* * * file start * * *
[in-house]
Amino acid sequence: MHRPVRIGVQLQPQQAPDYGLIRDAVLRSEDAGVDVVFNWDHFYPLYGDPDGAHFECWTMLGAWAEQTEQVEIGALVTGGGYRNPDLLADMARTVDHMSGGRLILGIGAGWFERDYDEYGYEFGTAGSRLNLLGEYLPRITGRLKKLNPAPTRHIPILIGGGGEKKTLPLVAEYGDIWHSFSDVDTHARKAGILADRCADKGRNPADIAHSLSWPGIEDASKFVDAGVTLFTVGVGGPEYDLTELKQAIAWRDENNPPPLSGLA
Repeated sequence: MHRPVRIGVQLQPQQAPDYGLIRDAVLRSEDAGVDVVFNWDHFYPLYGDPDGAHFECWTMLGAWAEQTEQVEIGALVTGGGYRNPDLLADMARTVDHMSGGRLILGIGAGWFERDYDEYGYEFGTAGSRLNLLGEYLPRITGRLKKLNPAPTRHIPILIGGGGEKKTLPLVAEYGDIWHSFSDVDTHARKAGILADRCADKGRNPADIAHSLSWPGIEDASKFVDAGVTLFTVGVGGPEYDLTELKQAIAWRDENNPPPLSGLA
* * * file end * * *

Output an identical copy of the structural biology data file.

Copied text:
[in-house]
Amino acid sequence: MHRPVRIGVQLQPQQAPDYGLIRDAVLRSEDAGVDVVFNWDHFYPLYGDPDGAHFECWTMLGAWAEQTEQVEIGALVTGGGYRNPDLLADMARTVDHMSGGRLILGIGAGWFERDYDEYGYEFGTAGSRLNLLGEYLPRITGRLKKLNPAPTRHIPILIGGGGEKKTLPLVAEYGDIWHSFSDVDTHARKAGILADRCADKGRNPADIAHSLSWPGIEDASKFVDAGVTLFTVGVGGPEYDLTELKQAIAWRDENNPPPLSGLA
Repeated sequence: MHRPVRIGVQLQPQQAPDYGLIRDAVLRSEDAGVDVVFNWDHFYPLYGDPDGAHFECWTMLGAWAEQTEQVEIGALVTGGGYRNPDLLADMARTVDHMSGGRLILGIGAGWFERDYDEYGYEFGTAGSRLNLLGEYLPRITGRLKKLNPAPTRHIPILIGGGGEKKTLPLVAEYGDIWHSFSDVDTHARKAGILADRCADKGRNPADIAHSLSWPGIEDASKFVDAGVTLFTVGVGGPEYDLTELKQAIAWRDENNPPPLSGLA